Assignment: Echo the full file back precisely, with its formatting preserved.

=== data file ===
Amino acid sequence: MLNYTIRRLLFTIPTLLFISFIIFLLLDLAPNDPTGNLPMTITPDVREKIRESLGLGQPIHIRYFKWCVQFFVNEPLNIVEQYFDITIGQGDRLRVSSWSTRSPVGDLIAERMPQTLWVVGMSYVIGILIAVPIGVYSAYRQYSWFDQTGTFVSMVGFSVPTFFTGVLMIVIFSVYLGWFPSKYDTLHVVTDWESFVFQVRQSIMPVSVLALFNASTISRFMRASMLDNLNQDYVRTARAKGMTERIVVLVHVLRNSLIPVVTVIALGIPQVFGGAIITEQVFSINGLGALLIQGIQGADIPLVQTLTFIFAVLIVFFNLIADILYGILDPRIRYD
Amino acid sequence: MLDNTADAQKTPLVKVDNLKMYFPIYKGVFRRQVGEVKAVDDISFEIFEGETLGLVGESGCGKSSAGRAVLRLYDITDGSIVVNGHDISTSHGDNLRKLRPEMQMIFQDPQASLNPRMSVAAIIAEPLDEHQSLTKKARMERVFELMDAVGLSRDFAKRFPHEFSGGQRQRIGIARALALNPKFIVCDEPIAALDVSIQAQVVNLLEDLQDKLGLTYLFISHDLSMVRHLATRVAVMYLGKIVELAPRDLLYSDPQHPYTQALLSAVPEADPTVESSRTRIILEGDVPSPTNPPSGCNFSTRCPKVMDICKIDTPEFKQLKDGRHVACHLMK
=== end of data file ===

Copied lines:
Amino acid sequence: MLNYTIRRLLFTIPTLLFISFIIFLLLDLAPNDPTGNLPMTITPDVREKIRESLGLGQPIHIRYFKWCVQFFVNEPLNIVEQYFDITIGQGDRLRVSSWSTRSPVGDLIAERMPQTLWVVGMSYVIGILIAVPIGVYSAYRQYSWFDQTGTFVSMVGFSVPTFFTGVLMIVIFSVYLGWFPSKYDTLHVVTDWESFVFQVRQSIMPVSVLALFNASTISRFMRASMLDNLNQDYVRTARAKGMTERIVVLVHVLRNSLIPVVTVIALGIPQVFGGAIITEQVFSINGLGALLIQGIQGADIPLVQTLTFIFAVLIVFFNLIADILYGILDPRIRYD
Amino acid sequence: MLDNTADAQKTPLVKVDNLKMYFPIYKGVFRRQVGEVKAVDDISFEIFEGETLGLVGESGCGKSSAGRAVLRLYDITDGSIVVNGHDISTSHGDNLRKLRPEMQMIFQDPQASLNPRMSVAAIIAEPLDEHQSLTKKARMERVFELMDAVGLSRDFAKRFPHEFSGGQRQRIGIARALALNPKFIVCDEPIAALDVSIQAQVVNLLEDLQDKLGLTYLFISHDLSMVRHLATRVAVMYLGKIVELAPRDLLYSDPQHPYTQALLSAVPEADPTVESSRTRIILEGDVPSPTNPPSGCNFSTRCPKVMDICKIDTPEFKQLKDGRHVACHLMK